Drumming, wampum belts help launch Treaties Recognition Week in Ontario schools
Schools across Ontario marked the start of province's first Treaties Recognition Week on Monday, with speakers telling students that treaties with Indigenous peoples are living documents that need to be honoured.
At David Bouchard Public School in Oshawa, Ont., east of Toronto, Ontario Indigenous Relations Minister David Zimmer and Education Minister Mitzie Hunter launched a new resource guide and kit for high school teachers.
It's called the Gdo-Sastamoo Kii Mi: Understanding our Nation to Nation Relationship teachers resource guide and kit. Gdo-Sastamoo Kii Mi means "helping you to understand" in the Ojibwe language.
Anishinabek Nation Grand Council Chief Patrick Madahbee was at the launch.
"We want to use this as a learning tool for kids in the classroom," Madahbee said.
Madahbee told the students there are more than 120 First Nations in Ontario and more than 600 across Canada. First Nations, he said, have been in the country for thousands of years. He said history in Canada started with First Nations, not when Samuel de Champlain sailed down the St. Lawrence River.
"We say we were the First Nations here. A lot of people don't know there is that many of us in this land," he said. "You are all and we are all treaty people. It takes two folks to make a treaty. That why you see two people holding hands in friendship."
All three officials told a gymnasium full of students that treaties are not just pieces of paper but are living documents that represent a relationship between Indigenous and non-Indigenous people in Ontario.
"All Ontarians share the benefits and the obligations of treaties," Zimmer said in a statement.
"That's why Ontario is working with Anishinabek Nation and other partners to raise awareness of treaty rights and relationships during Treaties Recognition Week and year-round."
Hunter said in the statement that education about treaties provides students with a deeper understanding of how the province was shaped.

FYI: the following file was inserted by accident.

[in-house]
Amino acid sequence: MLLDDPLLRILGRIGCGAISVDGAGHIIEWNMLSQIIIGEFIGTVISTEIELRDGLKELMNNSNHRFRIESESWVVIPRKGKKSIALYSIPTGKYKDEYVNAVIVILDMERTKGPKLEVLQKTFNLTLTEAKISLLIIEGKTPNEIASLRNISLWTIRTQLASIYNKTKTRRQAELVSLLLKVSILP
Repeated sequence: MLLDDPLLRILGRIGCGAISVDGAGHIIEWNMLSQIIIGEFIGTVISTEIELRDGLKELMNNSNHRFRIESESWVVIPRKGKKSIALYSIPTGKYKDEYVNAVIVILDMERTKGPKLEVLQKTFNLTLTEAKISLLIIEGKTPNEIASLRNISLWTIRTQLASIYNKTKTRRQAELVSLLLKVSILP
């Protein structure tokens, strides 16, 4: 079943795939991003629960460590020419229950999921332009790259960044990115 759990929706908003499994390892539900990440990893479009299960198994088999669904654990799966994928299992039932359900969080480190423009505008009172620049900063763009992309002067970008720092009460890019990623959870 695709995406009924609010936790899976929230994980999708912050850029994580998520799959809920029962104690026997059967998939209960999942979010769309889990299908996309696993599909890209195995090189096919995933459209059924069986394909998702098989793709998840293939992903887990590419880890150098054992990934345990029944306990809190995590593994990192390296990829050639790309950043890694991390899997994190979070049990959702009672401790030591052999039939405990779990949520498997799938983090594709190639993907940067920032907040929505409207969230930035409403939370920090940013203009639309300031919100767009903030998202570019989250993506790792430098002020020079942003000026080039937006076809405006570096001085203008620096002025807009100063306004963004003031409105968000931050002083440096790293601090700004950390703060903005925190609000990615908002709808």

"We believe that all of Ontario's students are enriched by learning about the histories, cultures, contributions and perspectives of First Nations, Métis and Inuit people in Canada," she said.
"We are trying to teach children about the treaty relationship that exists between Indigenous and non-Indigenous people," she said.
"It's about understanding the relationship. Treaties are living agreements. They need to be honoured."
Ontario passed legislation this year to create Treaties Recognition Week in the first week of November each year.
The government says the week is designed to provide a "recurring opportunity" for teachers to plan learning activities about treaties during the school year and to help promote awareness of treaties among the general public.
Kit is part of reconciliation
According to the Ontario government, it is also one of many steps being taken by the province to promote healing and reconciliation with Indigenous peoples.
The kit for high school teachers launched Monday includes suggested activities to help students learn about Indigenous residential schools, the standoff at Ipperwash in the 1990s, the United Nations Declaration on the Rights of Indigenous Peoples, and the treaty relationship in Ontario.
Zimmer said the kit includes instructions for a Medicine Wheel Blanket activity and material for writing an agreement with animals.
The resource guide, for Grades 9-12, was written by educator Kelly Crawford from M'Chigeeng First Nation and connects to the Ontario curriculum in the areas of civics, history, English, geography, art and native studies.
A kit for Ontario elementary teachers, the "We are all Treaty People" teachers kit, was released in May 2015 in English and April 2016 in French.
Ontario is covered by 46 treaties and other agreements, including land purchases by the Crown signed between 1781 and 1930.
Treaties are legally binding agreements that set out the rights, responsibilities and relationships of First Nations and the federal and provincial governments.